Californians Push for Unlisted Phone Freedom


"It's insane!"

84-year-old Lynn Smith dreads going home after bingo to face annoying phone calls from businesses combing the White Pages.

"That's so expensive. I was unlisted. When I had a husband, we had better income. Now, I can't afford that," says Smith.

On Tuesday, Verizon upped its unlisted fee from $1.50 a month to $1.75. AT&T's hike is already in effect, from 30 cents to $1.25. And smaller phone companies that were charging anywhere from 30 cents to a dollar are now at $1.99.

That's nearly $25 dollars a year.

"This is an essential privacy issue," says State Senator Sheila Kuehl.

Sheila Kuehl and consumer groups succeeded Tuesday in getting a proposal through a key committee that bans phone companies from charging for unlisted numbers.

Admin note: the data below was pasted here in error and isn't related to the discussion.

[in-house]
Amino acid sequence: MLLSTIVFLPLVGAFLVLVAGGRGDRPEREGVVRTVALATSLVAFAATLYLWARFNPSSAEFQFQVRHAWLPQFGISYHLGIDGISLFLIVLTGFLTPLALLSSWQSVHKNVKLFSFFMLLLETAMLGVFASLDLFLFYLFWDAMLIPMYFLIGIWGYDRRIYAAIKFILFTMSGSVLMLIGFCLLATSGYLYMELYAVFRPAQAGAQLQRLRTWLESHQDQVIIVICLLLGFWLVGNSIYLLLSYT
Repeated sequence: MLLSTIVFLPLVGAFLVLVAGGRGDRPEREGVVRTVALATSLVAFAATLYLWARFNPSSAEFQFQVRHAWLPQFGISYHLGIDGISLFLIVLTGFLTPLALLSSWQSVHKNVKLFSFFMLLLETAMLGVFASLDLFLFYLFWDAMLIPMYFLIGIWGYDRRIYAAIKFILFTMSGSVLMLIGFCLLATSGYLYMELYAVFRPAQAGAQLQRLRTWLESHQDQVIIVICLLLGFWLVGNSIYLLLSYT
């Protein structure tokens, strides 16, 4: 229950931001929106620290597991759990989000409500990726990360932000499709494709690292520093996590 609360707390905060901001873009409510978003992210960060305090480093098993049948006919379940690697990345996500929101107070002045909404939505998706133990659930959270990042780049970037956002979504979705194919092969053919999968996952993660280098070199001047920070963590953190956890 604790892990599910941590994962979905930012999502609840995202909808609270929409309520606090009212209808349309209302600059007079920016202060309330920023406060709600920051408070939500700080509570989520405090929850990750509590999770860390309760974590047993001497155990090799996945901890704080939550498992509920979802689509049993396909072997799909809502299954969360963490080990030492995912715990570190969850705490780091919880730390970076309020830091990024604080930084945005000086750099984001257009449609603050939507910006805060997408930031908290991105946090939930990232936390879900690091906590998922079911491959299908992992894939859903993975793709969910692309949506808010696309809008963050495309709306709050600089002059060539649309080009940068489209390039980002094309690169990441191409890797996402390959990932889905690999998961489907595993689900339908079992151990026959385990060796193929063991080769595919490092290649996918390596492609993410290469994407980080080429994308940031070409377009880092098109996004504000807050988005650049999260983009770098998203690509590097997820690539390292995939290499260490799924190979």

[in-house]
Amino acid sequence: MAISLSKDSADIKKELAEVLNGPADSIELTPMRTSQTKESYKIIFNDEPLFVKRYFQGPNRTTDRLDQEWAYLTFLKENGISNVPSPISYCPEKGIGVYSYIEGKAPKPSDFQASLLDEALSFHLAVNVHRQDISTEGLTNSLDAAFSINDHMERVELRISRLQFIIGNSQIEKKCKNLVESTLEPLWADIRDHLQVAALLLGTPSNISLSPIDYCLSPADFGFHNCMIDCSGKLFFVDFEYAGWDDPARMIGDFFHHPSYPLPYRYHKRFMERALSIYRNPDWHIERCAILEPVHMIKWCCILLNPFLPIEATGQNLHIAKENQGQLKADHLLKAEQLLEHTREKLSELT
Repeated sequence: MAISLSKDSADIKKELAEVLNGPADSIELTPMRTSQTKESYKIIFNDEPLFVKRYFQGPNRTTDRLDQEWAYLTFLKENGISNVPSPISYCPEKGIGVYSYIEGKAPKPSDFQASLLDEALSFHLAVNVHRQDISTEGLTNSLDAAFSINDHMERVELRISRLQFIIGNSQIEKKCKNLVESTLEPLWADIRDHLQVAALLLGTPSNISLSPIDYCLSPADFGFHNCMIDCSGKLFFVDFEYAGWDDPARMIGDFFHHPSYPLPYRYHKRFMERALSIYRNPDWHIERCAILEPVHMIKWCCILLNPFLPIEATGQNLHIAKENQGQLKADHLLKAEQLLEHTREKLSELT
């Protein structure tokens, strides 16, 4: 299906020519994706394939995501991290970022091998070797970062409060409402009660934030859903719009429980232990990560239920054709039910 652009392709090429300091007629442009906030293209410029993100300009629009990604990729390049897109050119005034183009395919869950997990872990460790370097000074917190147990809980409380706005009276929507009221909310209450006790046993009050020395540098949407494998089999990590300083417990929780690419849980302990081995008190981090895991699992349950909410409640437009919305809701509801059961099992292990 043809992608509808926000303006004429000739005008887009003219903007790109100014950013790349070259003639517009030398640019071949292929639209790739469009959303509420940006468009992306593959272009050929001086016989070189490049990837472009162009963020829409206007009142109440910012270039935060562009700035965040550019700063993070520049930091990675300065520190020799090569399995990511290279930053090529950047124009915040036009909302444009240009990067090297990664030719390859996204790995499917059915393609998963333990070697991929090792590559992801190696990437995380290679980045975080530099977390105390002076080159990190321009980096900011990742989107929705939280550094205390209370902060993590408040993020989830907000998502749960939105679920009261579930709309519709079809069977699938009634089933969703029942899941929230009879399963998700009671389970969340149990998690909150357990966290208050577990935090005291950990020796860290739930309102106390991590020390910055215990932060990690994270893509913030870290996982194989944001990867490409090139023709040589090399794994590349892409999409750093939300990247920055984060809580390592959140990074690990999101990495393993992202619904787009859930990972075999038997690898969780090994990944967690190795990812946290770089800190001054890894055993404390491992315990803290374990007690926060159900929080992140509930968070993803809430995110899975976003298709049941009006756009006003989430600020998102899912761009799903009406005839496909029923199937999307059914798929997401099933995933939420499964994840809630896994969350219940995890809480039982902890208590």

"It's dead wrong for the phone companies to profit from people's Constitutional right to privacy," says Mark Toney of the The Utility Reform Network.

Phone companies say there are additional costs associated with separating unlisted customers.

Plus, unlisted fees help them balance out other services where they lose money.

"That's a huge issue, because we will lose half a million dollars in revenue we can't replace. We can't make it up. We're competing the best we can," says Kelly Boyd of SureWest Communications.

Smith says making unlisted numbers free would change her life.

"Unlisted? Peace. Quiet."

The bill is now headed to the Senate Floor. Phone companies are pushing for an amendment that would allow customers to say they need unlisted numbers for safety reasons and the fee would be waived.

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